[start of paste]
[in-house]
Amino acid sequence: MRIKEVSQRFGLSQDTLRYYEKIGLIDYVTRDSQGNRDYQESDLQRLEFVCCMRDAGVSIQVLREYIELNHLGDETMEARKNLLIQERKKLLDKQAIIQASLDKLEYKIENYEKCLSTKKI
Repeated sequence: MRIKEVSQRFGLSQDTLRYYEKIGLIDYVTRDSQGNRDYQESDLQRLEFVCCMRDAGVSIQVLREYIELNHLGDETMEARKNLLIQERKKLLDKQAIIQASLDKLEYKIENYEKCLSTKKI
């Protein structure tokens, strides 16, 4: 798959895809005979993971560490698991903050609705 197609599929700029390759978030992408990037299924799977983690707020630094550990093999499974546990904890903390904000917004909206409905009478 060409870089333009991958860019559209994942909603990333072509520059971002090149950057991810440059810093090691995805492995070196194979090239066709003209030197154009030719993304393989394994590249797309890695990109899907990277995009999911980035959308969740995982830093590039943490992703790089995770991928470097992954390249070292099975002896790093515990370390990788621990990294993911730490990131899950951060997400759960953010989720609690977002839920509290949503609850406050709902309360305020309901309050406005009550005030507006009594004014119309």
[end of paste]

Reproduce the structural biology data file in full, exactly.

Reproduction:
[in-house]
Amino acid sequence: MRIKEVSQRFGLSQDTLRYYEKIGLIDYVTRDSQGNRDYQESDLQRLEFVCCMRDAGVSIQVLREYIELNHLGDETMEARKNLLIQERKKLLDKQAIIQASLDKLEYKIENYEKCLSTKKI
Repeated sequence: MRIKEVSQRFGLSQDTLRYYEKIGLIDYVTRDSQGNRDYQESDLQRLEFVCCMRDAGVSIQVLREYIELNHLGDETMEARKNLLIQERKKLLDKQAIIQASLDKLEYKIENYEKCLSTKKI
């Protein structure tokens, strides 16, 4: 798959895809005979993971560490698991903050609705 197609599929700029390759978030992408990037299924799977983690707020630094550990093999499974546990904890903390904000917004909206409905009478 060409870089333009991958860019559209994942909603990333072509520059971002090149950057991810440059810093090691995805492995070196194979090239066709003209030197154009030719993304393989394994590249797309890695990109899907990277995009999911980035959308969740995982830093590039943490992703790089995770991928470097992954390249070292099975002896790093515990370390990788621990990294993911730490990131899950951060997400759960953010989720609690977002839920509290949503609850406050709902309360305020309901309050406005009550005030507006009594004014119309």